Rebuilding Tulane requires unique approach

Bob Toledo has seen almost everything in more than 35 years of coaching. And he saw a lot of the world when he stepped away from college football for three years.

But almost nothing could have prepared him for what he experienced as he crisscrossed the state of Louisiana, driving to 76 high schools in three weeks after his hire.

"Devastation," Toledo, the first-year Tulane coach said. "It was incredible. I felt so bad for those people who lost everything. And yet they were going back to their schools. I visited with kids in Baton Rouge who were displaced by Hurricane Katrina, who want to come back, who want to be recruited by Tulane."

It's one of the biggest reasons why at the age of 60, five years removed from his tenure at UCLA -- highlighted by a string of 20 consecutive victories -- Toledo wanted one last chance to be a head coach.

"If we can get this done, what it would be is a meaningful experience for everyone," Toledo said. "I see these kids and I know how hard they're working. I know how badly they want to win and how they're looking for someone to lead them. We need to change attitudes, and we need to change image."

Tulane was struck hard by the devastation of Katrina. Its athletic department has been reduced to eight sports and the school plans to add eight more by 2010, when a waiver from the NCAA granting Division I status expires.

Although Tulane was able to return to the Superdome last season, coach Chris Scelfo was let go with a record of 37-57 in eight seasons. For some reason, the New Orleans community did not embrace the Green Wave the way they did the NFL's Saints.

"We need to ride those coattails," said Toledo, who spent last season as assistant head coach and offensive coordinator at New Mexico. "We need to catch that wave."

Tulane athletic director Rick Dickson interviewed younger candidates, but felt that the best fit for the program was a low-risk hire with a proven track record as head coach. Toledo was 49-32 in Pasadena, leading the program to four bowl appearances and two Pac-10 titles.

One of Toledo's closest friends is Auburn offensive coordinator Al Borges, a former assistant at UCLA. "What Bobby wanted was a chance to go out as a head coach on a positive note," Borges said. "He had a pretty good record at UCLA and this is a chance for him to build a program from the ground up. I think it's what he deserves."

Toledo spent three years away from football, which seemed like an eternity.

"The day I got fired from UCLA, I saw my granddaughter born," Toledo said. "So I had one of the best experiences of my life. I spent time with my wife. We traveled to Oregon and Washington and Alaska and Florida and Texas and Arizona and Hawaii."

And yet, football never escaped his blood. He'd sneak away and watch college and pro football games on television. "It turns out I wasn't burned out," he said. "It turns out I still had a lot of energy and excitement and knowledge. I wasn't over the hill."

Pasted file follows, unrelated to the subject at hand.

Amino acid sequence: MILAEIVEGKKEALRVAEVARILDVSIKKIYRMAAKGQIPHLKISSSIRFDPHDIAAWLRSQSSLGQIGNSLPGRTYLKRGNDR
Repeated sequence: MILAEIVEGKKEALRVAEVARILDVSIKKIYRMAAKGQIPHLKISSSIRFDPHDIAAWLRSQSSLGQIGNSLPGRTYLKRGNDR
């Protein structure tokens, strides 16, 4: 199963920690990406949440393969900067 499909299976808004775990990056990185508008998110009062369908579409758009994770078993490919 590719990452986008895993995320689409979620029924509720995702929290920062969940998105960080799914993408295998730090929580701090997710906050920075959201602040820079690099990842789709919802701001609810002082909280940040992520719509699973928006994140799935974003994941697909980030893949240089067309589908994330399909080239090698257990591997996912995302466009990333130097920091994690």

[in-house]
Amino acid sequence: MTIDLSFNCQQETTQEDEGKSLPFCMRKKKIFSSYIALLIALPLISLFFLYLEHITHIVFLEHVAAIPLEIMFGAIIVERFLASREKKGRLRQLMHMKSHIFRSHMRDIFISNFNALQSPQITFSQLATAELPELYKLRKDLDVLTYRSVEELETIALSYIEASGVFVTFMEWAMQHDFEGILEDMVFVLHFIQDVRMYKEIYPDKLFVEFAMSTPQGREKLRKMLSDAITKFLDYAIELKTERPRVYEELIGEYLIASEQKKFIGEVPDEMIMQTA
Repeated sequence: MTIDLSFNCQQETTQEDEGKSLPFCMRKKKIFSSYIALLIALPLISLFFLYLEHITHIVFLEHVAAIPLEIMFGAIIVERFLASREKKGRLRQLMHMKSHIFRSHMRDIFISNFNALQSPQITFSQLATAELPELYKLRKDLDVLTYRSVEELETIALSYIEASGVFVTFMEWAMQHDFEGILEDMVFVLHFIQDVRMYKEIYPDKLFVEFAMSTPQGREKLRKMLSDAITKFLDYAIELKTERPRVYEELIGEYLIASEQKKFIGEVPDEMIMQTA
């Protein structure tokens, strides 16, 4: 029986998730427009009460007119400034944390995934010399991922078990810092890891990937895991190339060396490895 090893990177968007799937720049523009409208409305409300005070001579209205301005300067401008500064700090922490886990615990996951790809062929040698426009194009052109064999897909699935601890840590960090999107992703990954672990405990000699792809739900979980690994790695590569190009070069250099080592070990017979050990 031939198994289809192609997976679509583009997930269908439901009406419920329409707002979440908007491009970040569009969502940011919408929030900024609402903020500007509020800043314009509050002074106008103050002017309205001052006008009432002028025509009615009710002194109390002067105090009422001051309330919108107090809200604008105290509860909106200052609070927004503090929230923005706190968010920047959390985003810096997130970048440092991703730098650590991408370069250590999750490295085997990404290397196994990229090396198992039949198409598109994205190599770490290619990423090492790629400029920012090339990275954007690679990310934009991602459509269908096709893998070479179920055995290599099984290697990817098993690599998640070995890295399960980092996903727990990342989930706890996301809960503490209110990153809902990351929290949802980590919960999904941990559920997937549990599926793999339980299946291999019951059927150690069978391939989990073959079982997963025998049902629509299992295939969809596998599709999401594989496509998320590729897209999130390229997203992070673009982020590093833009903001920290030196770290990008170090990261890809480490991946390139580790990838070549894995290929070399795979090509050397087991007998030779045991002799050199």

Aside from attempting to reconnect with high school coaches and players across the state of Louisiana, Toledo will try to sell his reputation as a high-octane, offensive-minded coach who loves calling trick plays.

"It's got to be entertaining and exciting," Toledo said. "It's got to be like the circus. Well, maybe not the circus. But we'll throw it. And we'll run a bunch of reverses and double-reverse passes."

Added Borges: "He's a let-it-rip guy."

Toledo has the benefit of a new practice field, locker room, training room and weight room, all of which had to be rebuilt after severe flooding. But recruiting to a place that hasn't won recently, in a city where crime is an issue, can be a challenge.

"Daddies want their players somewhere with people in the stands," Toledo said. "And Mommies want their kids to be safe. It was an obstacle, but I talked about how there is crime in many urban areas and how Tulane is uptown, where everything is coming back."

Toledo tells a story that might seem illogical to some, but shows the confidence he has in himself, his ability to sell a program and what he hopes to do before a planned retirement in five or six years.

It's about the day he offered a scholarship to Joe McKnight -- yes, the McKnight who signed with USC, the Curtis High School running back considered the nation's top player by Scouts Inc.

"Everyone said it was down to USC and LSU and all that," Toledo said. "But I wanted to hear it from his mouth. I've told jokes and this was no joke. He appreciated visiting with me and no, he didn't come. But I think the lesson is this: I want to be told no. I don't want to ever assume that we don't have a chance."

Joe Schad is ESPN TV's national college football reporter.